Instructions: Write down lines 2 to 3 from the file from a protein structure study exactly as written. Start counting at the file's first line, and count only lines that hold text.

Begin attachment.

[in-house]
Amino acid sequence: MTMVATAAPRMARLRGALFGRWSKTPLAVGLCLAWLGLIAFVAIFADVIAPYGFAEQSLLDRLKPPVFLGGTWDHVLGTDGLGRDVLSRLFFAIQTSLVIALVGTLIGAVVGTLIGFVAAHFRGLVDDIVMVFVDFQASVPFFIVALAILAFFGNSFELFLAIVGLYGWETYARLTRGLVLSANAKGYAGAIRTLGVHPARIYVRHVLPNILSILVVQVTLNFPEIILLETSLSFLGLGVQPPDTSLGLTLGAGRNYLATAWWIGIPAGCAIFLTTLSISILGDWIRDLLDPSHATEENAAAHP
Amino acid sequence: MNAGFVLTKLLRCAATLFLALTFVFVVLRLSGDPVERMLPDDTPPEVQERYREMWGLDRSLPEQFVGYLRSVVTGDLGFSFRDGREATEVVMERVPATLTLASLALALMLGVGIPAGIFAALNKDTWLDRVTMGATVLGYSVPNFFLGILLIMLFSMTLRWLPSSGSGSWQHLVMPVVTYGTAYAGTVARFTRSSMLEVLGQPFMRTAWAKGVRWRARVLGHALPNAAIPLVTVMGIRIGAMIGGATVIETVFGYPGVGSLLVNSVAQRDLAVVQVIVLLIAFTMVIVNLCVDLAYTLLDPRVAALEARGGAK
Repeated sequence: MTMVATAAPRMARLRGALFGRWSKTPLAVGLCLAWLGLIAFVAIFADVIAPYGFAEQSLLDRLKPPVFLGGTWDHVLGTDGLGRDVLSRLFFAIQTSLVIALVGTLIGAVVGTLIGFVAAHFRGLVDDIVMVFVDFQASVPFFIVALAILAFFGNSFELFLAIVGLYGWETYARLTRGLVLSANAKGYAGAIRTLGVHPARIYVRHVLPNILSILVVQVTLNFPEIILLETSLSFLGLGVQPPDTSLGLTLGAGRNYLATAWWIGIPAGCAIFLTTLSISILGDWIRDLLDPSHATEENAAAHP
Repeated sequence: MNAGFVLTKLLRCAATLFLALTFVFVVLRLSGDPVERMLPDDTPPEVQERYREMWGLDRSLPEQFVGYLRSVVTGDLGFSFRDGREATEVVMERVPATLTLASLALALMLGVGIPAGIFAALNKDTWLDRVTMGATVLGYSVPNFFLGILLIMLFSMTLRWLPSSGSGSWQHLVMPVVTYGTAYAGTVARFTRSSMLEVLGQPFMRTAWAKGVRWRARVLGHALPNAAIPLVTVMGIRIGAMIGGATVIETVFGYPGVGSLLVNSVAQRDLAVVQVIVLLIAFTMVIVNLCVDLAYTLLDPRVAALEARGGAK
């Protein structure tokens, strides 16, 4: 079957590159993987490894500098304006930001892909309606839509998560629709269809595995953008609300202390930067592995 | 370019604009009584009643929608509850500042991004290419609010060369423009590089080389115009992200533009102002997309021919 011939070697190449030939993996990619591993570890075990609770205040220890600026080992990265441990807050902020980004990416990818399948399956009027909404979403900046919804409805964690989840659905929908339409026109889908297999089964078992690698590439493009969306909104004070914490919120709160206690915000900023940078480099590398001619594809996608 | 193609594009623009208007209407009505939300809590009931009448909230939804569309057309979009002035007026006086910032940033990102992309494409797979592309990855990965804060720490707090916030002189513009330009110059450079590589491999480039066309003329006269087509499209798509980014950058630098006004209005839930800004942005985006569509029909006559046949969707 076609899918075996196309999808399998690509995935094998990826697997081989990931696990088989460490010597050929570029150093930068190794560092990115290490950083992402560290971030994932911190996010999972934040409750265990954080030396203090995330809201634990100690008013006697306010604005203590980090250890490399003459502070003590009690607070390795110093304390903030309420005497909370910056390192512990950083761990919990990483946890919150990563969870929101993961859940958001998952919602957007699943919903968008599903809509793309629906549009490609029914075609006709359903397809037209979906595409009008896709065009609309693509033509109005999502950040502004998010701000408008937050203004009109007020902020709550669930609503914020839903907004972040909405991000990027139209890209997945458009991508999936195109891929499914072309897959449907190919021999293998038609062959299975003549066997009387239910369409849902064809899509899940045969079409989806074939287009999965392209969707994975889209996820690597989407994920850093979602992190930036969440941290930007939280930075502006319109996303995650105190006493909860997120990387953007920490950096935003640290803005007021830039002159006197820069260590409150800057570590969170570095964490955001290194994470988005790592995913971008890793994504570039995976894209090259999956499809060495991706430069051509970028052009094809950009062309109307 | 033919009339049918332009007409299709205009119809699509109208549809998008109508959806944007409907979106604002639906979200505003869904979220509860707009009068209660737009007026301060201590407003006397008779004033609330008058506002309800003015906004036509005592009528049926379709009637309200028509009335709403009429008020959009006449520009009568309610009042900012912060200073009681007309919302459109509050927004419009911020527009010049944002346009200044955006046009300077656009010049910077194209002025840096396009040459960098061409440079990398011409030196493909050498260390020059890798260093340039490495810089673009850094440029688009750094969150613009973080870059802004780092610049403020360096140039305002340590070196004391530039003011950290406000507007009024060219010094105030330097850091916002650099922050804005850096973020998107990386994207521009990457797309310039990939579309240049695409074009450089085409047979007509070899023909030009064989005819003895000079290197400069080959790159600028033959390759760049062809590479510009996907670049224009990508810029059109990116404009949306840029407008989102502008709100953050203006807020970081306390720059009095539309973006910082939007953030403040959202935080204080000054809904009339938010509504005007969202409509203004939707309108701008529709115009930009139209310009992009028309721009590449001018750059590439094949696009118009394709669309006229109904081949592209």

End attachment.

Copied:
Amino acid sequence: MTMVATAAPRMARLRGALFGRWSKTPLAVGLCLAWLGLIAFVAIFADVIAPYGFAEQSLLDRLKPPVFLGGTWDHVLGTDGLGRDVLSRLFFAIQTSLVIALVGTLIGAVVGTLIGFVAAHFRGLVDDIVMVFVDFQASVPFFIVALAILAFFGNSFELFLAIVGLYGWETYARLTRGLVLSANAKGYAGAIRTLGVHPARIYVRHVLPNILSILVVQVTLNFPEIILLETSLSFLGLGVQPPDTSLGLTLGAGRNYLATAWWIGIPAGCAIFLTTLSISILGDWIRDLLDPSHATEENAAAHP
Amino acid sequence: MNAGFVLTKLLRCAATLFLALTFVFVVLRLSGDPVERMLPDDTPPEVQERYREMWGLDRSLPEQFVGYLRSVVTGDLGFSFRDGREATEVVMERVPATLTLASLALALMLGVGIPAGIFAALNKDTWLDRVTMGATVLGYSVPNFFLGILLIMLFSMTLRWLPSSGSGSWQHLVMPVVTYGTAYAGTVARFTRSSMLEVLGQPFMRTAWAKGVRWRARVLGHALPNAAIPLVTVMGIRIGAMIGGATVIETVFGYPGVGSLLVNSVAQRDLAVVQVIVLLIAFTMVIVNLCVDLAYTLLDPRVAALEARGGAK